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Idaho State Water Management and Idahoan Farmers

The final installment of Jessa and Trina’s conversation, this episode brings together water rights and allocation, the social dilemma of climate change, and Idaho farmers’ use of water under state laws and regulations.

Dr. Trina Running is a professor in the sociology, social work, and criminology department at Idaho State University. She looks at climate change and environmental justice from a social point of view - what does climate change mean for human society, and how do we help ourselves in this crisis? Today, Trina explains to Jessa some of the attitudes of Idaho farmers in relation to water usage and environmental change. Right now, the majority of Idahoan farmers don’t see the social dilemma that climate change poses to humans. They are also at the center of most legal negotiations around water usage and allocation around the state. So how are farmers in Idaho dealing with environmental change and legal modifications while keeping their farms as profitable as possible? However, Jessa ends this episode on a good note – farmers around the country have noticed the peril that humans face with the rising global temperature and other climate change, and have taken steps to farm more sustainably. Read below for more in-depth discussions on their progress.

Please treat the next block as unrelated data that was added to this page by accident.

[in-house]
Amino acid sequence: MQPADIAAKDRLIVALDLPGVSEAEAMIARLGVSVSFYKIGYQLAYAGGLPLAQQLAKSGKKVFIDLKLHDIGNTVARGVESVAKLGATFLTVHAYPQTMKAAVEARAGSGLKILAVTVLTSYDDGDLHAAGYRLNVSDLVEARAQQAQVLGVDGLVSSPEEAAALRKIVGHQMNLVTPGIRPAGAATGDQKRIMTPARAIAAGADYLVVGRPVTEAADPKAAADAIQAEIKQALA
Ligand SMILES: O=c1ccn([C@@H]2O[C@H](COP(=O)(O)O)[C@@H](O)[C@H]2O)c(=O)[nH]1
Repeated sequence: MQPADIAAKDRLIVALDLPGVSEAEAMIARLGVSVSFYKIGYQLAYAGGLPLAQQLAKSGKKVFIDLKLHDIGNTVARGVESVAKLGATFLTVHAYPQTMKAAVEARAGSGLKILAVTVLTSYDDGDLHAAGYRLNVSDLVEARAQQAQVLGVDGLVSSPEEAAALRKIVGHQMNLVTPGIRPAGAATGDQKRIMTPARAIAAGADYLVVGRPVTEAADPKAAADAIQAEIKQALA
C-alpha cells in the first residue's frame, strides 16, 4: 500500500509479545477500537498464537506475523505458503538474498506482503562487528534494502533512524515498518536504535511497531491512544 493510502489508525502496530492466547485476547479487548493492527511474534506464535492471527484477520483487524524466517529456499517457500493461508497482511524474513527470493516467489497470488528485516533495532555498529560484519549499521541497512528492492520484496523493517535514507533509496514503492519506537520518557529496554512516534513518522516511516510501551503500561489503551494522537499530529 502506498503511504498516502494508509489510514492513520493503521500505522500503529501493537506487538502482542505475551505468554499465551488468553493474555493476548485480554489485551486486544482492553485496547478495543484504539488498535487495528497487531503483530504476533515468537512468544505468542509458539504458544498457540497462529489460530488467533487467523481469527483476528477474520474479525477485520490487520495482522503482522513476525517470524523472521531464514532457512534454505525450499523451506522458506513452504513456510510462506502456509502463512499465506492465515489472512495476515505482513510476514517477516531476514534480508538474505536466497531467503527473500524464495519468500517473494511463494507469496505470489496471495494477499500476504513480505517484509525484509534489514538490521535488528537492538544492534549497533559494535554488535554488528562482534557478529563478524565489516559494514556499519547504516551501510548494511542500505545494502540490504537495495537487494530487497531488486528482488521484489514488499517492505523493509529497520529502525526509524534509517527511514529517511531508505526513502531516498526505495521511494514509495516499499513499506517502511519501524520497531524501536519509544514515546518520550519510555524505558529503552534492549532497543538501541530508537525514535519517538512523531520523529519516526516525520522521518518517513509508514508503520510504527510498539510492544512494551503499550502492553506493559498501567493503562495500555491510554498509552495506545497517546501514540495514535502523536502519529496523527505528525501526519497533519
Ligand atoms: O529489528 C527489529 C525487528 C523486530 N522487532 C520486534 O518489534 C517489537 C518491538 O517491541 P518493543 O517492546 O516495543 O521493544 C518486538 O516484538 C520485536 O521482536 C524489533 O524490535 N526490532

Further resources! 

Portneuf Resource Council’s new website:

Trina Running’s website, which describes her research and has links to her publications:

The Idaho Department of Water Resources website:

Water rights overview, Idaho Department of Water Resources:

PDF of the Amended Snake River Basin Moratorium Order from October 2022:

“Farmers are coming around on climate change,” a Roll Call article:'s%20contribution%20to,crops%20are%20out%20of%20rotation.

Growing Climate Solutions Act of 2021:,ranchers%2C%20and%20private%20forest%20landowners.

An explanation of the Growing Climate Solutions Act of 2021, which became law in December of 2022, from University of Nebraska – Lincoln:

Article from which the Senator Braun’s quote was pulled from:

Jessa is in her final year of her undergraduate career, pursuing three majors: English with Creative Writing, History, and Global Studies with an emphasis in French Language and Literature. She is a published author through ISU's Black Rock & Sage literary magazine and hopes to join the Sustainability Club at ISU. Her sustainability journey began with her year abroad when she interned for Letters to the Earth, an organization dedicated to environmental sustainability. She hopes to work for Amnesty International until she can write books in the mountains full time.